In Memoriam: Herman Williams Jr., longtime MECU Chairman of the Board.

Herman Williams Jr.

The city of Baltimore and Maryland’s largest credit union, MECU, honors the legacy of pioneer Herman Williams, Jr., who died on Saturday at the age of 90.

Williams, the father of television host Montel Williams, was Baltimore’s first African-American fire chief and he was the first African-American chairman of the $ 4.7 billion MECU board of directors at Linthicum, Maryland.

Williams was affectionately known as “The Leader”, passionate about the credit union movement and MECU serving the financial needs of its members, MECU said in a statement Tuesday remembering Williams and his leadership. Williams served on the board of directors for over 31 years and as chairman for 29 years.

“We feel a great void with the loss of this strong and charismatic leader. We have so many fond memories of Chief’s visit with the staff and members of MECU, never forgetting to thank them for their support, ”said MECU President / CEO John Hamilton. “We will always be grateful for his leadership and commitment to MECU and the community. “

MECU Board Chairman Roman Clark added, “Chief was a one of a kind person who left a permanent mark on everyone who knew him. He was a leader, a mentor and a friend. We will honor the Chief and his memory by preserving his legacy of service. “

Baltimore Mayor Brandon M. Scott said Williams embodied the true spirit of public service.

“The difference he made in paving the way for black firefighters (the City of Baltimore Fire Department) and his unwavering commitment to our residents and the city of Baltimore will be remembered forever,” the mayor said. Scott on his Twitter page.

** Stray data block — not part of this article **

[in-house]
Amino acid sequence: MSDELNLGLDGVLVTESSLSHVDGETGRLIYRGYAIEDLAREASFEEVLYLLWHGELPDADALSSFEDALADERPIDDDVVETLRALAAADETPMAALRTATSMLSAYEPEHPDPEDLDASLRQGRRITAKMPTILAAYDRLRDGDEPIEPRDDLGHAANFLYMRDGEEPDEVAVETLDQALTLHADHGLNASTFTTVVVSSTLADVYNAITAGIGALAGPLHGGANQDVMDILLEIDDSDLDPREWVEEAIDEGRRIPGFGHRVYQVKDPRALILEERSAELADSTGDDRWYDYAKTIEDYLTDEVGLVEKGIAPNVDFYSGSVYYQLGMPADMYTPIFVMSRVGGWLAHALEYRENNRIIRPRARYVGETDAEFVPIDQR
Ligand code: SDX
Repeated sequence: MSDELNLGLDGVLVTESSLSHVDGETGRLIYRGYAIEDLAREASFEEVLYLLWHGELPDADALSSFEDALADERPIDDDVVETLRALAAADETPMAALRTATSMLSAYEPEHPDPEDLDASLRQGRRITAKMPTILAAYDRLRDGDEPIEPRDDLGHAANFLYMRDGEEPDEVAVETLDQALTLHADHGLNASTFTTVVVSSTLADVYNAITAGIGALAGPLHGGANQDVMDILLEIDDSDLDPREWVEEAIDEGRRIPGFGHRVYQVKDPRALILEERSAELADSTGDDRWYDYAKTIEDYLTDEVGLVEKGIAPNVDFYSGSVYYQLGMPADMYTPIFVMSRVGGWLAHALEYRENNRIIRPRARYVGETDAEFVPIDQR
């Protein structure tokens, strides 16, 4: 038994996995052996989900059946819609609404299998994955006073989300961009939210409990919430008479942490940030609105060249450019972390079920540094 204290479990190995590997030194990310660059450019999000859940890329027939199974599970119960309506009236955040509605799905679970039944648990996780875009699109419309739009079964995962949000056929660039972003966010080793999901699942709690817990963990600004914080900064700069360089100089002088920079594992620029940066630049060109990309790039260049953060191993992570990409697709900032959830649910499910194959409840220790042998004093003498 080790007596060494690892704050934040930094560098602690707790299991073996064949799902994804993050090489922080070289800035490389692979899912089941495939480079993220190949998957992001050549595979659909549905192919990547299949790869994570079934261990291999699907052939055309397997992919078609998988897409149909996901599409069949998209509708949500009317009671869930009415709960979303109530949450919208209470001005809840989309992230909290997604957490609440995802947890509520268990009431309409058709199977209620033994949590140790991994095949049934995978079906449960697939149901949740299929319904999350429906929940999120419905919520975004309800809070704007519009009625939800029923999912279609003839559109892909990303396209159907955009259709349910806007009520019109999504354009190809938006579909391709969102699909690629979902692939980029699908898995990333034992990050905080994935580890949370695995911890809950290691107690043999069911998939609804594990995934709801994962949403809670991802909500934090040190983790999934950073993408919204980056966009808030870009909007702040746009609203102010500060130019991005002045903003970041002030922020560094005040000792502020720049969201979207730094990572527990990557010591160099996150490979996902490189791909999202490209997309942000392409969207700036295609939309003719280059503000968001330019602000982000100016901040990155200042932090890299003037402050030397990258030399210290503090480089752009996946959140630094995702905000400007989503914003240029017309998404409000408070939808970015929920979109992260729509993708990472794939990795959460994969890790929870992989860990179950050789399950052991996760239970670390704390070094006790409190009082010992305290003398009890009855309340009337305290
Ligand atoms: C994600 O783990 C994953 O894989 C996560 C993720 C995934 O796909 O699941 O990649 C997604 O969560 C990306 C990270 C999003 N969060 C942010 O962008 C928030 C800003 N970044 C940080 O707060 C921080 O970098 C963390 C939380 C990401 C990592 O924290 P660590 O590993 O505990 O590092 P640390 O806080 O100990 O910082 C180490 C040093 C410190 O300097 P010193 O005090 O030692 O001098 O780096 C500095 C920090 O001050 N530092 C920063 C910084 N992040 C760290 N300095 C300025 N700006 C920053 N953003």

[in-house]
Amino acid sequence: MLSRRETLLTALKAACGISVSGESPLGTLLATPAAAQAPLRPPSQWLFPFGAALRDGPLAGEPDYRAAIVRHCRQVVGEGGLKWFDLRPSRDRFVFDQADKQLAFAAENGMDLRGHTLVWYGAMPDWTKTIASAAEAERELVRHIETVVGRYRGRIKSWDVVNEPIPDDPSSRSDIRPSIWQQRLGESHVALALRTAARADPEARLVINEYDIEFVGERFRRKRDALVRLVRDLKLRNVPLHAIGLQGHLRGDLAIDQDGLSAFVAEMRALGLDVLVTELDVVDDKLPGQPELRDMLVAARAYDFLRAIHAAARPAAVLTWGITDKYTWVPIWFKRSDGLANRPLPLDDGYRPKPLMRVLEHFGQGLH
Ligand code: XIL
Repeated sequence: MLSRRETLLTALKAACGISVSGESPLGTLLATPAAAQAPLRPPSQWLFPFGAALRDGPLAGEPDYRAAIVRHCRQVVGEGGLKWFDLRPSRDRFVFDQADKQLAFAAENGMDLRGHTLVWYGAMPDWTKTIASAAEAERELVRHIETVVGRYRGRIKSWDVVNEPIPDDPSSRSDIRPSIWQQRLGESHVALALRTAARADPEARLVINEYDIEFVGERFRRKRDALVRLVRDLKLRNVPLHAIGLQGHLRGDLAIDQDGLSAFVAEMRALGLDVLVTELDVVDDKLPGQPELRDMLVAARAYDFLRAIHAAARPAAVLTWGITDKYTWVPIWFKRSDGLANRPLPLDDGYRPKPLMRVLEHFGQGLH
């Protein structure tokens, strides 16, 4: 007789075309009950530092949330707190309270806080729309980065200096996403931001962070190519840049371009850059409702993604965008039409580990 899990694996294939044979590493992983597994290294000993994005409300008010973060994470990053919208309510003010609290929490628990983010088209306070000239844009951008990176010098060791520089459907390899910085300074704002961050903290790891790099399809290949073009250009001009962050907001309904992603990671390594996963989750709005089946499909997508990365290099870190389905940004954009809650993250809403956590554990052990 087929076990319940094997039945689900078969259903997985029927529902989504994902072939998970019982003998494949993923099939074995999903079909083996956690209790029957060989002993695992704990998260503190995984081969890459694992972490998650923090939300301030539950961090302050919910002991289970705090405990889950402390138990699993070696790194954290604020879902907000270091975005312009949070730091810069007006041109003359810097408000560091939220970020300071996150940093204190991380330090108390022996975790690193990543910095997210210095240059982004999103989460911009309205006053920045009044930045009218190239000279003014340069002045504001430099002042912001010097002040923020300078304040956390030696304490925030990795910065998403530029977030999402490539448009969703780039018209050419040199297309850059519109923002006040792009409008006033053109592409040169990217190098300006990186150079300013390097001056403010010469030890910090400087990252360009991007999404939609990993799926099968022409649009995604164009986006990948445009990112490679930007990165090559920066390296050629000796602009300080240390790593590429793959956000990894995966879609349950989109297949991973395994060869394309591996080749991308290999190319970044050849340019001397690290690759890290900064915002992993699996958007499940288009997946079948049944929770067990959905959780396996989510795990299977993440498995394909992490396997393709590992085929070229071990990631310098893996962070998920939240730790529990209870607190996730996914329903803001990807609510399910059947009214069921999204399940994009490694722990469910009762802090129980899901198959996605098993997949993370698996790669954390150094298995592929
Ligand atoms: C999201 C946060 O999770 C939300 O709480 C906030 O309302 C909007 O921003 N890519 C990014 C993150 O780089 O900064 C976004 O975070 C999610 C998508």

Williams became a member of the MECU when he joined the city fire department in 1954. He rose through the ranks and became a battalion commander in 1977. Three years later he left the fire department to a managerial position in the Baltimore Department of Public Works. where he developed an apprenticeship program and his equal opportunity and affirmative action policies, according to a CBS Baltimore media report.

He was appointed Baltimore Fire Chief in 1992. One of the many initiatives he created was a city-wide smoke detector program that saved lives, CBS Baltimore reported. He retired from the fire department in 2001.

Williams joined MECU’s board in 1990 and was elected chairman in 1992, a position he held until 2021.

MECU said Williams was extremely passionate about community service and made sure the credit union was involved in redistributing and investing the profits with many community partners. He regularly volunteered with staff members attending community events and was always proud to serve and represent MECU.

One of the many programs that Williams started was the MECU Charity Golf Tournament in 2005 which raised funds for the MECU Foundation. Over the years, the foundation has raised over $ 1.1 million to support education and fund scholarships.

In 2003, Williams wrote and published “Firefighter,” which chronicles his struggles and eventual triumph over the racial discrimination he faced for decades while holding a series of positions in public transport, public works and fire fighting.

Funeral arrangements are on hold, according to the Baltimore Sun.

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